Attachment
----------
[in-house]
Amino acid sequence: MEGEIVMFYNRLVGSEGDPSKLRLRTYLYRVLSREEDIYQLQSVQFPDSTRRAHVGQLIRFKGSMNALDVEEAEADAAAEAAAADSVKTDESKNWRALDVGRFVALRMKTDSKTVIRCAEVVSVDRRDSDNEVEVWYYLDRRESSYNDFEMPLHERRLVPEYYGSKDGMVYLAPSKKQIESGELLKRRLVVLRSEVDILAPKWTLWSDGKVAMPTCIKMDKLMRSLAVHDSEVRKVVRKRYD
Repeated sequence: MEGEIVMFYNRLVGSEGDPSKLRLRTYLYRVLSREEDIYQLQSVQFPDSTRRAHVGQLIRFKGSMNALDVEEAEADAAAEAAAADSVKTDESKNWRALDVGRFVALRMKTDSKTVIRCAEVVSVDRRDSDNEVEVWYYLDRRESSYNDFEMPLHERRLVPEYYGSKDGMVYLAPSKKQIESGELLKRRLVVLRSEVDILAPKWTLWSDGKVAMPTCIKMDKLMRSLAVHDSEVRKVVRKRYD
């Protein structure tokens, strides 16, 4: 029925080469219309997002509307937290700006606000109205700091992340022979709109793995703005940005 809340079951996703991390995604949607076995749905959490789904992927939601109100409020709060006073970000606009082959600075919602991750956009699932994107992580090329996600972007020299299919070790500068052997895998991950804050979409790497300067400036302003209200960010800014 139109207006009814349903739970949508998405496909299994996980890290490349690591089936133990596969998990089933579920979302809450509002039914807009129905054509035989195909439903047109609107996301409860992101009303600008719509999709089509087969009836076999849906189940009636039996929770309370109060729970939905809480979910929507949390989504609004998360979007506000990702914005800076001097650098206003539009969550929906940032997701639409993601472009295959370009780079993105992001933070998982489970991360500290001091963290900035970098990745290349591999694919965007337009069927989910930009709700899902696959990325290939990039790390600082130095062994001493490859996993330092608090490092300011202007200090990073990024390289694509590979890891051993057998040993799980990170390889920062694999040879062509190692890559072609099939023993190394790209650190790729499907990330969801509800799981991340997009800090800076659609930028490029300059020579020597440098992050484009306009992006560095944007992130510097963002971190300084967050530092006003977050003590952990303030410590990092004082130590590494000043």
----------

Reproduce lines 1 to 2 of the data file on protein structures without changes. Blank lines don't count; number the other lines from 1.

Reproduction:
[in-house]
Amino acid sequence: MEGEIVMFYNRLVGSEGDPSKLRLRTYLYRVLSREEDIYQLQSVQFPDSTRRAHVGQLIRFKGSMNALDVEEAEADAAAEAAAADSVKTDESKNWRALDVGRFVALRMKTDSKTVIRCAEVVSVDRRDSDNEVEVWYYLDRRESSYNDFEMPLHERRLVPEYYGSKDGMVYLAPSKKQIESGELLKRRLVVLRSEVDILAPKWTLWSDGKVAMPTCIKMDKLMRSLAVHDSEVRKVVRKRYD